Covent Garden was a fetid place. My grandfather Bill (the man who showed me London) worked there and it was not the dolly-prim place of jugglers, coffee, cake and the crowded Punch & Judy it is now. Flowers, fruit and veg sound very pastoral but he described it as filthy, rat-ridden and for some years still badly bomb-damaged. He was an office clerk, a Lambeth boy done good, from right on the walk itself and who married above himself (it was seen) and escaped to the suburbs post-war. But he worked off the Garden in a curious split-shift system like that you find in restaurants so that between one and the other he would have a few hours to himself in what for many with whom he worked was a forerunner of the long, liquid lunches later more popular.
Bill came to the Needle to eat his lunch. Across the Strand and on to the Embankment, close to Hungerford Bridge that led then right back into Lambeth. And when he would on our days out show me London we’d often eat our sandwiches here too. They were always cheese, which was good (because for his tea he liked heart, kidney and tripe – a horror as a family we had to share when he lived with us, I sat there staring at a hard-burned lump of heart that if I did not eat would be presented to me the next day, and the next).
Cleopatra’s Needle is hardly the sort of thing I usually mention. Everyone knows about it, or of it. It’s probably the oldest structure in London. It predates Cleopatra herself by a thousand years. It was presented to Britain to celebrate the Battle of the Nile, but only shipped here seventy years later. In a storm the great rafted-pontoon in which it was transported broke free and six men died failing to retrieve it. It was later returned and for which salvage was claimed. Erected in 1878, later Granda Bill loved it, was fascinated by it. He told me he would come here as a boy. Across the river and away from the Lambeth slums. Fascinated he learned about it, and because of it started walking to the museums, because of which he (the almost stereotypical raggedy oik) would spend days reading plaques and then books, and educating himself so that he excelled in what passed for schools back south of the river. In the army he topped out a number of the tests everyone was put to. And so he done-good, and because of Cleopatra’s Needle.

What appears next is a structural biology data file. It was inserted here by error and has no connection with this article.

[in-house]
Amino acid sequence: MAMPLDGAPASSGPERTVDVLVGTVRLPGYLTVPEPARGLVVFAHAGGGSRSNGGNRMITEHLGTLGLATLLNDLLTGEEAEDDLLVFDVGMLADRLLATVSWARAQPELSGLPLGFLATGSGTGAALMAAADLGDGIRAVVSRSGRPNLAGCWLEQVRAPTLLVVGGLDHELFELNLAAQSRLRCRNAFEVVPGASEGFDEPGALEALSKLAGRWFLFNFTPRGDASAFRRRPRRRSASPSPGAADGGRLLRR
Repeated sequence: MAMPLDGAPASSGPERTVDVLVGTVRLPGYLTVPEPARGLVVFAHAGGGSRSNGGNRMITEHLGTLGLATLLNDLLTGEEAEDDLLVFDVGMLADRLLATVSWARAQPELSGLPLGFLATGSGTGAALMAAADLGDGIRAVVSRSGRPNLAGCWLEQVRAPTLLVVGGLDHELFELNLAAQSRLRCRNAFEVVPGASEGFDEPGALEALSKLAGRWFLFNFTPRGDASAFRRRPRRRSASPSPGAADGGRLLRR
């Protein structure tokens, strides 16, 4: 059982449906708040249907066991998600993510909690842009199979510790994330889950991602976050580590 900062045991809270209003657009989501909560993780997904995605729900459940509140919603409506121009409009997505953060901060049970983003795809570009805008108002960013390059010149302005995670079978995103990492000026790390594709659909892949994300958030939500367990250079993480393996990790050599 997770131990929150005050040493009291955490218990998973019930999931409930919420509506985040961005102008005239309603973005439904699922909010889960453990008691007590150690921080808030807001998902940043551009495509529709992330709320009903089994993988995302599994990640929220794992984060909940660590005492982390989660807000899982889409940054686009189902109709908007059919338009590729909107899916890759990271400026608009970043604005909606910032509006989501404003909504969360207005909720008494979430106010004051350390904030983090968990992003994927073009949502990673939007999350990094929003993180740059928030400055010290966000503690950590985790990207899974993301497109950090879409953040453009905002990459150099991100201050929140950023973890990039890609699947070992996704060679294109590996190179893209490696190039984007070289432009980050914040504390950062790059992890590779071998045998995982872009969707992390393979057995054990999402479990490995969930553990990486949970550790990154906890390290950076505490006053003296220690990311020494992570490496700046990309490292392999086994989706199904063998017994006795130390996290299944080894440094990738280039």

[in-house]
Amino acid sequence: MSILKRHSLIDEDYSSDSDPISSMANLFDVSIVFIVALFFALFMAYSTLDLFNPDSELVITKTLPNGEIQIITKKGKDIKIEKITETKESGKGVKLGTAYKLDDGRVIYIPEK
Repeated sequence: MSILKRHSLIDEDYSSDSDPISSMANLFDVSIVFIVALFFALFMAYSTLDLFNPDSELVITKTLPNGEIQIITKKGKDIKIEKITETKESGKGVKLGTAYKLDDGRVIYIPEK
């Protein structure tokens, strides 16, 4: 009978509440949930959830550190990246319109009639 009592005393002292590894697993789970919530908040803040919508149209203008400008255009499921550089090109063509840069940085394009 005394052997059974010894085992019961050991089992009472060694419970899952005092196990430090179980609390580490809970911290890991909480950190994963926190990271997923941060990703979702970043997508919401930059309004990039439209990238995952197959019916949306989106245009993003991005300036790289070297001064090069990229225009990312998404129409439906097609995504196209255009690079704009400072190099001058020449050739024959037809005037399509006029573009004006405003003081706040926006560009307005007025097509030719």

I love that.
You probably know that there’s a time capsule buried in the base. Granda Bill who liked a good story (and told them better than most) told me as a boy that it was long since robbed, because it was Egyptian and that’s what happened. And I’m not saying this is true. Nor that my mum has a lovely copy of Bradshaw’s Railway Guide, nor that Bill’s razor never needed replacing and was always sharp. I’m not going to make out that the twelve photographs of the era’s most beautiful ladies rest in newspapers of the day, in a drawer, and I know where. That would just be silly. Nor would I note (quite as an aside) that the stone mason that set the Needle in place was Billy Gould, from Lambeth, as that would be simple colour to a tale that isn’t even half a story.
But what was true was that when I lived across the river myself then some days when it was fair I would walk to the Thames and cross Hungerford Bridge. And I would sit and eat lunch, always a cheese sandwich, and at times in the afternoon walk further to Bloomsbury.
We sometimes walk in the footsteps of our ancestors. But rarely do we see them so well preserved in the dust of time.